Winner: Amber Thibault
Coco Moon Hawaii

The idea for Coco Moon Hawaii was “born” in 2015 as Amber Thibault held her infant son, swaddled in a favorite pink pareo that evoked warm memories of growing up on Maui. Thibault says she realized then she lacked connection to her stack of unused baby blankets featuring “generic animals” and “touristy” Hawaiian prints.

“That moment gave me the spark to create a Hawai‘i-inspired baby blanket,” which was later designed by master quilter Patricia Lei Murray and based on the traditional Hawaiian ulu pattern. “I thought it was so wonderful for a family welcoming a new baby to have all of that aloha spirit and energy.”

The company has since added crib sheets, baby clothing and matching “Mommy and Me” pareos and robes.

The Consumer Packaged Goods Entrepreneur of the Year award is presented to the entrepreneur whose CPG company has consistently seen month over month growth in revenue and customers.


Finalist: Dr. Lyn Lam & Terry Lam
Kapa Nui Nails

Drawing on more than 20 years of private practice in women’s health, the founders of Kapa Nui Nails say they partnered with an organic chemist to create their toxin-free, eco-friendly, water-based nail care system. Kapa Nui’s products are made in Hawai‘i with 100% natural ingredients.

“The magic to our system is the patented base and top coat that actually seals the water-based polish,” says Terry Lam, adding that “it will last as long as lacquer, which is really revolutionary.”

“The clean, green beauty movement is really taking off because people are starting to become more conscientious – not just of the health of our bodies, but also the environment,” says Lam.


Finalist: Blaine Apo
Maui Crisps

While managing her father’s gas station in 2016, Blaine and Beth Apo experimented with a recipe for pipikaula, a chewy Hawaiian-style beef jerky. When the beef came out of the dehydrator with crispy edges, they sliced the beef even thinner to create their flavorful Maui Crisps.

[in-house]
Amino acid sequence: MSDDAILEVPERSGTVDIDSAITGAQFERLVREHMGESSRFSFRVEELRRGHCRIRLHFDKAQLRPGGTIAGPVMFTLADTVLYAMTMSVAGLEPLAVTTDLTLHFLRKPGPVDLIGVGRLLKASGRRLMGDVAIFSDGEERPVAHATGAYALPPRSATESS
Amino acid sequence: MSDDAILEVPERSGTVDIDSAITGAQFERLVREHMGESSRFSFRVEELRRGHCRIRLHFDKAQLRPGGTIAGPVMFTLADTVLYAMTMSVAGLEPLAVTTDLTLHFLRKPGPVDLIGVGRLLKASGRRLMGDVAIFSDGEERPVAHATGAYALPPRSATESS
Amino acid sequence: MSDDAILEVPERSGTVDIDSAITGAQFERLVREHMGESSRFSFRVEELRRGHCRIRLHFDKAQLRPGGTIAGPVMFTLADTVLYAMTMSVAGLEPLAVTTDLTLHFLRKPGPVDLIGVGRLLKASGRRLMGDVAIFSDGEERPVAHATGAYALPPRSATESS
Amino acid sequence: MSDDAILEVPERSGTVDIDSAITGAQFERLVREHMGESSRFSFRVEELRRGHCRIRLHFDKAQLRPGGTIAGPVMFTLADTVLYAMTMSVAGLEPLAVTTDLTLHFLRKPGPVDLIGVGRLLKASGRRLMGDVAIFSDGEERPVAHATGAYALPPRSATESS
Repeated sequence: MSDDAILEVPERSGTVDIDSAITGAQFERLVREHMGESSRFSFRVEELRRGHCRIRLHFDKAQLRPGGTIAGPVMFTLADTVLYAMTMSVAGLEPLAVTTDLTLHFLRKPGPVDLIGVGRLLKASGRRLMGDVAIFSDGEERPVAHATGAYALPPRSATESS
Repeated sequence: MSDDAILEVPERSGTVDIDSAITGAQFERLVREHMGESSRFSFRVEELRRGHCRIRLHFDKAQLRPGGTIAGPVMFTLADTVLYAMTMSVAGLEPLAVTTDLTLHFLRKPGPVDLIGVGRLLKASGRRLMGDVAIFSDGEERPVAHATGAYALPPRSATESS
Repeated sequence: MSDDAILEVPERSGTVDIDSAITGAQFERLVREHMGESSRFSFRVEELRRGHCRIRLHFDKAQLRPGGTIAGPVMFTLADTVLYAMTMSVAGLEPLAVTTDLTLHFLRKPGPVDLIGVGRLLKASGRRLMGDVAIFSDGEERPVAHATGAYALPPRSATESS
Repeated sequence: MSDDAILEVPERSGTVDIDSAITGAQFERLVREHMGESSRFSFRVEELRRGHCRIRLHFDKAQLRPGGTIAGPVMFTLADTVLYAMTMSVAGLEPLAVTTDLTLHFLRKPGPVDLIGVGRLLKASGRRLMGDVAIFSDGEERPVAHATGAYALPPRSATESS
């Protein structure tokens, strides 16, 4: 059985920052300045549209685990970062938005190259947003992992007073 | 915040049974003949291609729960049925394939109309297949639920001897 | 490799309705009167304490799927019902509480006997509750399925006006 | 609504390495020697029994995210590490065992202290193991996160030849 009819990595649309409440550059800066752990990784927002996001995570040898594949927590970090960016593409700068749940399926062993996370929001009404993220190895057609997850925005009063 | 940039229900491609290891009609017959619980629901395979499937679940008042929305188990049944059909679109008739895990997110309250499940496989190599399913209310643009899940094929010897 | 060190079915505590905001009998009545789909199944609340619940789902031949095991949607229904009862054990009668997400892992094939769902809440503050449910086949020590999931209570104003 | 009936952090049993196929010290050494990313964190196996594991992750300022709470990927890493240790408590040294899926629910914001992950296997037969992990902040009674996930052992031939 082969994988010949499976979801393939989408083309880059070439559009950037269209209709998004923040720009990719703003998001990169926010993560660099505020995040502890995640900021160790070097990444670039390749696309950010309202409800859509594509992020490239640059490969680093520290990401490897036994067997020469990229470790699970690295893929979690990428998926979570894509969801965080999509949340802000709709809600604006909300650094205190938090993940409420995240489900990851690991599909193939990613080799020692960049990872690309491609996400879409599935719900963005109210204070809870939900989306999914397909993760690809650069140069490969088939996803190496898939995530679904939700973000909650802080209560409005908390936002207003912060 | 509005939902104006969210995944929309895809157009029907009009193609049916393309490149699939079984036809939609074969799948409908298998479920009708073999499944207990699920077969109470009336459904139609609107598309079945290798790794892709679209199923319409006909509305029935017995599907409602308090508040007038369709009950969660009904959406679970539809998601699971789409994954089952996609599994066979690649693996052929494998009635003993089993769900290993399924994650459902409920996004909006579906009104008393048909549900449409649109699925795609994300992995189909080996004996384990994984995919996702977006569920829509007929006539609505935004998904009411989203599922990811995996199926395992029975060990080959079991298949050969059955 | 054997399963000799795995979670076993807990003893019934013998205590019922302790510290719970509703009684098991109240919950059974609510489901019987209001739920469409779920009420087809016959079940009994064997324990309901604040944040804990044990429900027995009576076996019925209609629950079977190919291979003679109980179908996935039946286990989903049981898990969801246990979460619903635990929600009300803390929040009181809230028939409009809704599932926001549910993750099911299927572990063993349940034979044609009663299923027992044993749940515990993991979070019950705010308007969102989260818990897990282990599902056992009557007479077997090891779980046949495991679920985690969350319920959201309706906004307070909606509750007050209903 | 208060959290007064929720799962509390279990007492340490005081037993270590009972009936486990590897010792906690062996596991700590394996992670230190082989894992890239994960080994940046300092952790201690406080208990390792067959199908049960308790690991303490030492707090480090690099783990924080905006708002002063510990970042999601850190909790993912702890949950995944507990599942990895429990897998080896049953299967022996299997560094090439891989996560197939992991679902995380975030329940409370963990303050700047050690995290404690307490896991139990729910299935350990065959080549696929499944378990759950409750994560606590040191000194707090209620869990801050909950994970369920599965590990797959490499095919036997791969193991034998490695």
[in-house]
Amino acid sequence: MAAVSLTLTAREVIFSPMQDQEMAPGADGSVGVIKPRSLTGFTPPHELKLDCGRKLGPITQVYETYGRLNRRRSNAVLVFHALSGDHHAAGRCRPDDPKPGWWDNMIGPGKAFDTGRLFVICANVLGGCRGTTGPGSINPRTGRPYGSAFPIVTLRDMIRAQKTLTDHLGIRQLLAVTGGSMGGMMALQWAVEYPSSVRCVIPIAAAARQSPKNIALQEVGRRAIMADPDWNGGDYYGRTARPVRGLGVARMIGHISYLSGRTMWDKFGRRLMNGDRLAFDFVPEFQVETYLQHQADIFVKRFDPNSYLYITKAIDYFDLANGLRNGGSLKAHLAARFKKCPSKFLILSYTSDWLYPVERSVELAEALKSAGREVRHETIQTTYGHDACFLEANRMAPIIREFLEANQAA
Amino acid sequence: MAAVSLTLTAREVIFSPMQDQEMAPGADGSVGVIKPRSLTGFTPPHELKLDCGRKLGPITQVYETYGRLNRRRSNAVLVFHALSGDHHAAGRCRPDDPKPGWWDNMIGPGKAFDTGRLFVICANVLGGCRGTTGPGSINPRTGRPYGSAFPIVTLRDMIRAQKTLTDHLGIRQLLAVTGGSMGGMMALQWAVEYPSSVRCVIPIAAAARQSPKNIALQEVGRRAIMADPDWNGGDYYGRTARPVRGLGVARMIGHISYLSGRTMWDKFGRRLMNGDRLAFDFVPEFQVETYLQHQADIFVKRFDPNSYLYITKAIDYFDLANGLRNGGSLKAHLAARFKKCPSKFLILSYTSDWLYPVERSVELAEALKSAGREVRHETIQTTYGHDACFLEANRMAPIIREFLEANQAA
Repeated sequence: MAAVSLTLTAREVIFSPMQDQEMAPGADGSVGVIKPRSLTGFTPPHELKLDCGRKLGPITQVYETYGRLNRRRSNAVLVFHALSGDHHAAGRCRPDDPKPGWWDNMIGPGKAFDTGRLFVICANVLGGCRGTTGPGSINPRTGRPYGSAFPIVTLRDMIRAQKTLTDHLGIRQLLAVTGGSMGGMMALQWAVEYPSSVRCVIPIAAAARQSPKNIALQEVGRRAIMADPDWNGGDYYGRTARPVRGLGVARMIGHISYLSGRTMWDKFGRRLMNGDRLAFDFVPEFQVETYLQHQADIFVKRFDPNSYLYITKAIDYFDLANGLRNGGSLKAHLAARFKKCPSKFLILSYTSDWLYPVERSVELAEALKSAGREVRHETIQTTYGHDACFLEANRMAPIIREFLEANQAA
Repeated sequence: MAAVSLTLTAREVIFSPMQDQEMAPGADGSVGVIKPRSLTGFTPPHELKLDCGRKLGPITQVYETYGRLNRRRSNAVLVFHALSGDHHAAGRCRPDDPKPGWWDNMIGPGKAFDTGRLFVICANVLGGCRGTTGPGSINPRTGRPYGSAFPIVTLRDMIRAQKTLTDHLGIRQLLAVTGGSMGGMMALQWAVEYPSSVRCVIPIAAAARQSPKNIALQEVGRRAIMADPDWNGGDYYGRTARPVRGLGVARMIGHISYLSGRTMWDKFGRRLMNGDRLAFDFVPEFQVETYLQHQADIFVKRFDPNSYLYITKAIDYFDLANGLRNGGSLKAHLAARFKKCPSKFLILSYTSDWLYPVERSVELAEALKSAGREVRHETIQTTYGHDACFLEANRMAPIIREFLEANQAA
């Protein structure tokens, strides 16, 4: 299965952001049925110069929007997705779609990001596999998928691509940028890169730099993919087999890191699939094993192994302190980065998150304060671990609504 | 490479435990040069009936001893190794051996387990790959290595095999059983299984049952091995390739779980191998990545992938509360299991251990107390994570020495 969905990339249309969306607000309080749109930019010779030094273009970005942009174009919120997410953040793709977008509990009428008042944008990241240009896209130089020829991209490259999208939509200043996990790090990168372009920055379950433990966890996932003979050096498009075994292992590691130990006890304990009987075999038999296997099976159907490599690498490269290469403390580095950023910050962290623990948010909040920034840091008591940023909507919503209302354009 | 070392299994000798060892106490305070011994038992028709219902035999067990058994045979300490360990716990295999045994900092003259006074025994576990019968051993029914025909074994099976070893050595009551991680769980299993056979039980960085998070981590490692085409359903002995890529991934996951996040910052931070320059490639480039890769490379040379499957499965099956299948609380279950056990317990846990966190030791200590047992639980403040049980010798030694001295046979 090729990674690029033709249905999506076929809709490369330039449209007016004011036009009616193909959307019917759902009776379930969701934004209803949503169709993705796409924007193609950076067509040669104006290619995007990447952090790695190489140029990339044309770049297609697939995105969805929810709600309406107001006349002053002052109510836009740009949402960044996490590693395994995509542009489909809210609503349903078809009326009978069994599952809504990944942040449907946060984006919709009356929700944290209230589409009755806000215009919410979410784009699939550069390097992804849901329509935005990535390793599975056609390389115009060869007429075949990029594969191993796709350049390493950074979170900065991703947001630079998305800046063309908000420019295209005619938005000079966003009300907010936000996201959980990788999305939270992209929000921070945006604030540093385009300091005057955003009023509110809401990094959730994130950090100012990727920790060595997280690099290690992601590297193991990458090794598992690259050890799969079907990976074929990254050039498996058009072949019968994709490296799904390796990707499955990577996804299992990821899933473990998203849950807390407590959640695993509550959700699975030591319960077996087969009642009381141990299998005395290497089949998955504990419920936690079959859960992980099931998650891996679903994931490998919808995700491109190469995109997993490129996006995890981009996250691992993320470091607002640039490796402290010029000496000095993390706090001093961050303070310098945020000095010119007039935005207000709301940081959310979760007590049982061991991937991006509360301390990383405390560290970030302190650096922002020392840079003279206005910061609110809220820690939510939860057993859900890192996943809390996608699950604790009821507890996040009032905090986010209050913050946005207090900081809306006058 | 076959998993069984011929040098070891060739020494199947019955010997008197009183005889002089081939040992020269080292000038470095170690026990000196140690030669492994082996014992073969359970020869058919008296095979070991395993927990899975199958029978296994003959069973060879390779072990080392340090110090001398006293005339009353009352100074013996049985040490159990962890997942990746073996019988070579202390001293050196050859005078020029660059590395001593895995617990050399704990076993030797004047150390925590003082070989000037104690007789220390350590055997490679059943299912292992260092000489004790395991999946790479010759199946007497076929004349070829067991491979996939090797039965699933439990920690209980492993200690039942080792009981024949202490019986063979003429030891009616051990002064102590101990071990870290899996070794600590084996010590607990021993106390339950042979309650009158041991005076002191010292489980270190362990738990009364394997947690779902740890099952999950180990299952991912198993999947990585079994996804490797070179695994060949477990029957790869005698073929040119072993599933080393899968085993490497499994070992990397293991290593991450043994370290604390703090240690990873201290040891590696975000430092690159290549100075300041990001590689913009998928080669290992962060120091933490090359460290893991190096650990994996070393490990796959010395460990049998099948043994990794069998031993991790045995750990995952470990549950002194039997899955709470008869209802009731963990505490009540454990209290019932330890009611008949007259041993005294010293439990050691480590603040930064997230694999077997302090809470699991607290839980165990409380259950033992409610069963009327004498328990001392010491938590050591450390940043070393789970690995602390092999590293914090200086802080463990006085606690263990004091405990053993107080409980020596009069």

The Apo family and seven employees now distribute Maui Crisps products to about 70 retail locations across the state, including Foodland, ABC Stores, Don Quijote and Hawaiian Airlines.

“We’ve also added a new line of crispy fruit products featuring li hing pineapple and Maui Gold bananas,” says Blaine Apo, who adds that “we use all local fruits from Maui’s farmers located across the island.”

People’s Choice Startup of the Year

Winner: Reyn Mukawa & Maila Kaʻaihue
Aloha Modern

Friends Reyn Mukawa and Malia Kaʻaihue launched Aloha Modern ve years ago while “talking story” over pau hana drinks. The ocean inspired lifestyle company is known for a design esthetic grounded in Native Hawaiian culture and mo‘olelo – the Hawaiian art of storytelling.

After tripling sales over three consecutive years, it now produces a full line of towels, beach bags, swimwear and other apparel, blankets and home goods.

“We started Aloha Modern as a way to tell stories through design in a way that we were already doing but on more consumable products,” says Mukawa, an architect for WCIT Architecture. Ka‘aihue’s advanced degrees in Hawaiian studies and language complement Mukawa’s “global design perspective.”

This award winner is chosen by our local community via an online poll conducted by Hawaii Business Magazine. Online voting to choose the winner of this category ran Jan. 18 to Feb. 7, 2021.


Finalist: Chelsa Davis
Ao Organics

Chelsa Davis launched her skincare business, Ao Organics, in 2017 from her kitchen table.

“It all started with my kids. We were always in the ocean, and I wanted to find safer sunscreen,” says Davis, who was born and raised on Hawai‘i Island. “When I learned about the harmful chemicals in most sunscreens, I decided to make my own.”

Ao, meaning earth in Hawaiian, reflects Davis’ commitment to the environment, which she says is rooted in her Native Hawaiian culture – as are the locally sourced ingredients she uses for her products, which were among those featured in a December article titled “Hawaii’s Next Wave of Natural Skin-Care Brands” in the New York Times Style Magazine.


Finalist: Brook Emanuel, Marcus Souza, Gus Melo & Dara Tarawahara
Hele Fitness

Hele Fitness began as a “passion project” for three former pro athletes, coaches and fitness professionals who shared a commitment “to educate, empower and elevate lives through movement and community.” That commitment became their company’s ethos.